Redefining Dyslexia by Consensus

British special educators have adopted a new and broader definition of dyslexia, based on the consensus recommendations of educators, psychologists, and dyslexic adults.

The new definition adopted by PATOSS1 (the professional association of teachers of students with specific learning difficulties) is as follows:

  • Dyslexia is primarily a set of processing difficulties that affect the acquisition of reading and spelling.
  • In dyslexia, some or all aspects of literacy attainment are weak in relation to age, standard teaching and instruction, and level of other attainments.
  •  Across languages and age groups, difficulties in reading and spelling fluency are a key marker of dyslexia.
  • The nature and developmental trajectory of dyslexia depends on multiple genetic and environmental influences.
  •  Dyslexic difficulties exist on a continuum and can be experienced to various degrees of severity.
  • Dyslexia can affect the acquisition of other skills, such as mathematics, reading comprehension or learning another language.
  • The most commonly observed cognitive impairment in dyslexia is a difficulty in phonological processing (i.e. in phonological awareness, phonological processing speed or phonological memory). However, phonological difficulties do not fully explain the variability that is observed.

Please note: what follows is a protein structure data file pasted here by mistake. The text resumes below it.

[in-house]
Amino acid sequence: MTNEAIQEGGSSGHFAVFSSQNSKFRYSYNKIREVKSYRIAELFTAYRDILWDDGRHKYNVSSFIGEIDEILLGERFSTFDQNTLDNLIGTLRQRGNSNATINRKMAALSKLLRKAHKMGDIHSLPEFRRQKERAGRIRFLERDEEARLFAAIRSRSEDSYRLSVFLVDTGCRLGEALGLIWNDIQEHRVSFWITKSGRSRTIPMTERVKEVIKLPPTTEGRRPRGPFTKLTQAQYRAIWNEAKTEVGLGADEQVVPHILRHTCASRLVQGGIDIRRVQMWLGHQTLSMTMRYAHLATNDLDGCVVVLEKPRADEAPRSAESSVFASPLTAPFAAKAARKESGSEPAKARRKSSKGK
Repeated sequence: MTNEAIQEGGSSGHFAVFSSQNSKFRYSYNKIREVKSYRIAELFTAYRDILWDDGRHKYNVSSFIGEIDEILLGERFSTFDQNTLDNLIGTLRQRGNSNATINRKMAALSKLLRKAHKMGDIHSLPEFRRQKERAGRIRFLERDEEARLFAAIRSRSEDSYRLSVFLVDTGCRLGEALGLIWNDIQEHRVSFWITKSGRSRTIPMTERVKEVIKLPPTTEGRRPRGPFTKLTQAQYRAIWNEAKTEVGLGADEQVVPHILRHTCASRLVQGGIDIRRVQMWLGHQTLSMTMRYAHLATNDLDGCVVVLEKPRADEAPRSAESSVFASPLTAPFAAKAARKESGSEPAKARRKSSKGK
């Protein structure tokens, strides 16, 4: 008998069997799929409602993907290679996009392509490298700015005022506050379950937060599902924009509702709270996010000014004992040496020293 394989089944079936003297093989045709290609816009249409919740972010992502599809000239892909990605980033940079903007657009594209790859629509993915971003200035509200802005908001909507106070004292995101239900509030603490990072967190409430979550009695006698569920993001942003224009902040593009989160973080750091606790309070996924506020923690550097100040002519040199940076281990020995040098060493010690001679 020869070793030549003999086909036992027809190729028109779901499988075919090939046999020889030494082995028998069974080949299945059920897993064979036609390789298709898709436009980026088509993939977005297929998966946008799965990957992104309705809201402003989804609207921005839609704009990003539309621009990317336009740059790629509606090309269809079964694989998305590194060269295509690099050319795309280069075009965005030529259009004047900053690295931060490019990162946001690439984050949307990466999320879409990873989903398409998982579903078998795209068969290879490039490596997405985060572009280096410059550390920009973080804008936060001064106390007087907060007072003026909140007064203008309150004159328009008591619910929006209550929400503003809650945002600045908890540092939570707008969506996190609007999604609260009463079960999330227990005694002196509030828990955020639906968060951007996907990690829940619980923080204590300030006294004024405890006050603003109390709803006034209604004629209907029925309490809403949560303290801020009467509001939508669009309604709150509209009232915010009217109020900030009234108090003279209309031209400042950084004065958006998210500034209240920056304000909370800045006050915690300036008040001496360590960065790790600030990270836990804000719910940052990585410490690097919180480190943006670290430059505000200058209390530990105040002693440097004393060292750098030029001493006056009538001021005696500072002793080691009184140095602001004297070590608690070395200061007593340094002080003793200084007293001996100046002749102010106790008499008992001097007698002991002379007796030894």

• Working memory, orthographic skills and processing speed problems can contribute to the impact of dyslexia and therefore should be assessed.
  • Dyslexia frequently co-occurs with one or more other developmental difficulty, including developmental language disorder, dyscalculia, ADHD, and developmental coordination disorder.

The new definition is the outgrowth of a Delphi study conducted among a panel of dyslexia experts, including academics, specialist teachers, educational psychologists, and individuals with dyslexia.2 Repeated surveys resulted in greater than 80% consensus for 42 statements about dyslexia. The new definition draws from the statements most relevant to dyslexia assessment.

The consensus-based definition aims to resolve disputes about defining dyslexia that have led to problems and confusion for dyslexic individuals, their families, and the professionals who support them. In recognizing that dyslexic difficulties exist on a continuum with varying severity levels, the new definition addresses the limitations of previous definitions. Older definitions often excluded individuals whose difficulties were not deemed severe enough or whose symptoms manifested in unexpected ways. Instead of focusing on specific skill levels, the new definition emphasizes the underlying processing difficulties.

Additionally, while the importance of phonological processing is highlighted, the new definition acknowledges multiple causes and learning challenges. By shifting the focus to the key indicator of reading and spelling fluency, the definition is less tied to problems specific to English spelling conventions, and more inclusive of older students and adults. The inclusion of other commonly coexisting challenges promotes a holistic view of each person’s learning profile, reducing the likelihood of miscategorization during the evaluation.

  1. Introducing a new definition of dyslexia, News 13/05,, Retrieved 28 May 2024. ↩︎
  2. Carroll, Julia, et al. “Towards a Consensus on Dyslexia: Findings from a Delphi Study.” OSF Preprints, 3 May 2024. Web.; Kirby, Philip, et al. “Towards a Consensus for Dyslexia Practice: Findings of a Delphi Study on Assessment and Identification.” EdArXiv, 2 May 2024. Web. (A Delphi study is a systematic process that uses multiple rounds of questionnaires to gather the opinions of experts and develop a consensus on a specific topic.) ↩︎